In clear terms, Jesus identified John the Baptizer as the prophesied Elijah (Matthew 11:10-15; 17:11-13). Elijah was to urge Israel to “remember the Law of Moses”, and warn them of “the Great and Terrible Day of the Lord” (Malachi 4:5). Elijah was to be a sign of the Day of the Lord.
It is imperative to honor the fact that John was not a prophet sent to warn the globe of an impending end of time. John was a prophet sent to Israel, warning them that failure to obey the Law of Moses would result in God’s judgment on them as a nation. His audience was comprised of those who prided themselves on their genealogical link with Abraham, a link that John assured them meant nothing in face of the impending disaster (Matthew 3:9).
What did John, as Elijah, have to say about that Day? The first part of his message has been tragically misunderstood by many. He said, “Repent, for the kingdom of heaven is at hand” (Matthew 3:2). This has wrongly been applied to the events of Pentecost. However, in scripture, the coming of the kingdom is the time of judgment, (Matthew 16:27-28; 25:31f), and this did not happen on Pentecost! In Isaiah 40, where it predicted the coming of the Voice in the Wilderness to prepare the way of the Lord, the Lord’s coming is the coming in judgment (Isaiah 40:10).
John’s language graphic. In Matthew 3:7, John warned the Pharisees and Sadducees, “Who warned you to flee from the wrath about to come?” The word picture is that of snakes fleeing from a burning field, and conveys the idea that the “fire” was already burning. In other words, the judgment was near! In addition, since there are no Pharisees or Sadducees today, it should be pretty apparent that John’s words have already been fulfilled. In fact, judgment did overtake them!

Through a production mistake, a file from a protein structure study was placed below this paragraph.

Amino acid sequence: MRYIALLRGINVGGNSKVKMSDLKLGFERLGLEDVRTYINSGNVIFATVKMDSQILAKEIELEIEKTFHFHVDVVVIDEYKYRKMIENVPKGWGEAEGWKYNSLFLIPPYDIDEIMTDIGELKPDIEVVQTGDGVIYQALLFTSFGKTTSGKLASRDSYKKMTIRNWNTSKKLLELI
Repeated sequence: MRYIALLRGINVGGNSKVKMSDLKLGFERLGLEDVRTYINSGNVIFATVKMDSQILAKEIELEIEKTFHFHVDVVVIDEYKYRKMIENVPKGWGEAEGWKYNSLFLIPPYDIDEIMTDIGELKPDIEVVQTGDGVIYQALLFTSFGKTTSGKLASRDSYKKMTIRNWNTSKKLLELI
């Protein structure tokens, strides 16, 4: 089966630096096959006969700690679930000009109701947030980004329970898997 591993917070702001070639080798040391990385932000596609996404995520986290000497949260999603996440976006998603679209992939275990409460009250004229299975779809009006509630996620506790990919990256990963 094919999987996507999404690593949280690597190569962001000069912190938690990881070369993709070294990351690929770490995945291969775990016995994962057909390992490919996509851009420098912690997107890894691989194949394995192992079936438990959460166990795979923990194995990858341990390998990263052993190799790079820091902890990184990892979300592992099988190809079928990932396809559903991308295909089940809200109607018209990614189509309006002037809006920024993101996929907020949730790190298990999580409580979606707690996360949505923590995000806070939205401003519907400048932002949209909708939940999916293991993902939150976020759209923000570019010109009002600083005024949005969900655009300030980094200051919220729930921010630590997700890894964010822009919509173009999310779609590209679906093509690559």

In verse 10, “Elijah” was even more graphic. He said, “Even now, the axe is laid at the roots.” This is a clear echo of Malachi 4:1 that said the Day of the Lord that would “leave them neither root nor branch.” John voiced this warning to emphasize the nearness of the Great and Terrible Day of the Lord. The image of an axe already held over the roots hardly conveys a message of timelessness, protraction or delay! Judgment was about to fall!
In Matthew 3:12, the Immerser further emphasized the nearness of judgment. He said, “his winnowing fork is already in his hand”, and, “he will burn up the chaff with unquenchable fire.” Once again, he echoes Malachi’s prediction of the Day of the Lord (Malachi 4:1). Like the image of the axe at the root, this metaphor powerfully conveys the idea of nearness. There is not one word in Matthew 3 to indicate the John taught that the Day of the Lord, of which he was a sign as Elijah, was not to occur for 2000 years, or longer! Interestingly, Malachi never said the Day was at hand, but John did! Every word he uttered would, and did, indicate to the hearers that the Day of the Lord was near.
The first century presence of John, as Elijah, shows beyond doubt that predictions of a yet future Elijah are false. As a sign of the Great and Terrible Day of the Lord the presence of John, as Elijah, means that the Day of the Lord occured in the first century as well, otherwise his words of imminent judgment were false. However, judgment did fall on Israel in John’s generation, and his role as Elijah was vindicated with the judgment of Israel in A. D. 70. That was the Great and Terrible Day of the Lord he foretold.
John the Baptizer, as Elijah, stands as one of the most significant eschatological figures in the New Testament, and yet, his presence and his message are too commonly ignored, or blithely waved aside. To take his presence seriously however, challenges all doctrines of a future Day of the Lord.